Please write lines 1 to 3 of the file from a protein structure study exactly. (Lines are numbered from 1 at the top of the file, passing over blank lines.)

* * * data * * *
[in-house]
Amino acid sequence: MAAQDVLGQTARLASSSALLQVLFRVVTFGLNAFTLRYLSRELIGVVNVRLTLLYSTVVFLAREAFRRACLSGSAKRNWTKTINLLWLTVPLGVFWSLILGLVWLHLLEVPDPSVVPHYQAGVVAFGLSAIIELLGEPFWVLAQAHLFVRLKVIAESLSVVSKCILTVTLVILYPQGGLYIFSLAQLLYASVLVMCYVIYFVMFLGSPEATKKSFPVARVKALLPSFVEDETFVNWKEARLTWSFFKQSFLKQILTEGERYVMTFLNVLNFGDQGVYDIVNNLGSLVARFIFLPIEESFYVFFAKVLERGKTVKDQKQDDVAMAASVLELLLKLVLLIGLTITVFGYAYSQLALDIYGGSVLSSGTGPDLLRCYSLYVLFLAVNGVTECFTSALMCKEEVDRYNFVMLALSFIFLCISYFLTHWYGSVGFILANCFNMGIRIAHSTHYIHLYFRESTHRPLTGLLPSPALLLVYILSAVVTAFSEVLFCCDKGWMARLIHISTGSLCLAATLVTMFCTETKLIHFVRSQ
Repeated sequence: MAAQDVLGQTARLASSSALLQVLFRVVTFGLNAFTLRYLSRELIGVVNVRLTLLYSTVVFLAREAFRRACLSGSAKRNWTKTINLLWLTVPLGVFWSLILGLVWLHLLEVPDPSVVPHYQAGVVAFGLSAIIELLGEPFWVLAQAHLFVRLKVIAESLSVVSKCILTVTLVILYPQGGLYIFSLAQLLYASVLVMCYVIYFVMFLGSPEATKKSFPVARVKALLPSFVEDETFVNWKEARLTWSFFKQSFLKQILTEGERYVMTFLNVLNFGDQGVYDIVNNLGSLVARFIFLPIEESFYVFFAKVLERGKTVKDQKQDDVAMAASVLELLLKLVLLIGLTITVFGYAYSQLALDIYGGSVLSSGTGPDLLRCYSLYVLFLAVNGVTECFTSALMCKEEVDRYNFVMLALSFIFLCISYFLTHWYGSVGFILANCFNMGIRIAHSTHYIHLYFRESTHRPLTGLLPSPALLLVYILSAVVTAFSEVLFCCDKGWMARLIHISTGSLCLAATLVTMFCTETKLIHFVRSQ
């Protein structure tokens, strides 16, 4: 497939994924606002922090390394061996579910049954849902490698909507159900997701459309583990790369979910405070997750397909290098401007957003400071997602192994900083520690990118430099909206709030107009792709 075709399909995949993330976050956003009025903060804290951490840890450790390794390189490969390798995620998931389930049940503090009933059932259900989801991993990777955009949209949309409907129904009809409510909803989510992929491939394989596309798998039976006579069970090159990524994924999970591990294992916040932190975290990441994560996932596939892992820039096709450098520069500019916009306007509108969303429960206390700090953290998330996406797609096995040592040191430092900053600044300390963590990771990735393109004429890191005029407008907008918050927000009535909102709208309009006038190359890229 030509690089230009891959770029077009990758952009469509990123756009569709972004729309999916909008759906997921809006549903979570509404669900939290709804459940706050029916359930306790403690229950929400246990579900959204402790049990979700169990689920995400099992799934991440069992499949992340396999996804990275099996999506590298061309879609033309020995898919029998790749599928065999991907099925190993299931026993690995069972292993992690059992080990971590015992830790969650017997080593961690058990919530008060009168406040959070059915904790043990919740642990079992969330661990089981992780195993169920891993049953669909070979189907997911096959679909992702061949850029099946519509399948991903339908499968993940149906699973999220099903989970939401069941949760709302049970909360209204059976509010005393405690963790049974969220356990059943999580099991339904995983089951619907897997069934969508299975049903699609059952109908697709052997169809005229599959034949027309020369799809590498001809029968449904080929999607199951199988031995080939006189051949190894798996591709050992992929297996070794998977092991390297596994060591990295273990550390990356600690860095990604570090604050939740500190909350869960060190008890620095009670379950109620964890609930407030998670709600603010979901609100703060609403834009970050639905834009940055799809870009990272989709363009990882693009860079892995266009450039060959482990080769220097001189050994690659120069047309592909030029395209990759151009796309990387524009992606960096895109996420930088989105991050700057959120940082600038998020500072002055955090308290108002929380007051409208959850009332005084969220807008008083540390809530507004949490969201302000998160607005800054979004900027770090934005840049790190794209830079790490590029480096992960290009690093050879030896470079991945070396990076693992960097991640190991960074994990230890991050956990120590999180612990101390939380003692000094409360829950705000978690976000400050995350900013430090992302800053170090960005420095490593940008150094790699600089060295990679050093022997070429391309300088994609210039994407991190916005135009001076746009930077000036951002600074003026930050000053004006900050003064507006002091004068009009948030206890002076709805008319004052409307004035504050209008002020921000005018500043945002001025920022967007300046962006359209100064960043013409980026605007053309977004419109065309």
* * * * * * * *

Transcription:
[in-house]
Amino acid sequence: MAAQDVLGQTARLASSSALLQVLFRVVTFGLNAFTLRYLSRELIGVVNVRLTLLYSTVVFLAREAFRRACLSGSAKRNWTKTINLLWLTVPLGVFWSLILGLVWLHLLEVPDPSVVPHYQAGVVAFGLSAIIELLGEPFWVLAQAHLFVRLKVIAESLSVVSKCILTVTLVILYPQGGLYIFSLAQLLYASVLVMCYVIYFVMFLGSPEATKKSFPVARVKALLPSFVEDETFVNWKEARLTWSFFKQSFLKQILTEGERYVMTFLNVLNFGDQGVYDIVNNLGSLVARFIFLPIEESFYVFFAKVLERGKTVKDQKQDDVAMAASVLELLLKLVLLIGLTITVFGYAYSQLALDIYGGSVLSSGTGPDLLRCYSLYVLFLAVNGVTECFTSALMCKEEVDRYNFVMLALSFIFLCISYFLTHWYGSVGFILANCFNMGIRIAHSTHYIHLYFRESTHRPLTGLLPSPALLLVYILSAVVTAFSEVLFCCDKGWMARLIHISTGSLCLAATLVTMFCTETKLIHFVRSQ
Repeated sequence: MAAQDVLGQTARLASSSALLQVLFRVVTFGLNAFTLRYLSRELIGVVNVRLTLLYSTVVFLAREAFRRACLSGSAKRNWTKTINLLWLTVPLGVFWSLILGLVWLHLLEVPDPSVVPHYQAGVVAFGLSAIIELLGEPFWVLAQAHLFVRLKVIAESLSVVSKCILTVTLVILYPQGGLYIFSLAQLLYASVLVMCYVIYFVMFLGSPEATKKSFPVARVKALLPSFVEDETFVNWKEARLTWSFFKQSFLKQILTEGERYVMTFLNVLNFGDQGVYDIVNNLGSLVARFIFLPIEESFYVFFAKVLERGKTVKDQKQDDVAMAASVLELLLKLVLLIGLTITVFGYAYSQLALDIYGGSVLSSGTGPDLLRCYSLYVLFLAVNGVTECFTSALMCKEEVDRYNFVMLALSFIFLCISYFLTHWYGSVGFILANCFNMGIRIAHSTHYIHLYFRESTHRPLTGLLPSPALLLVYILSAVVTAFSEVLFCCDKGWMARLIHISTGSLCLAATLVTMFCTETKLIHFVRSQ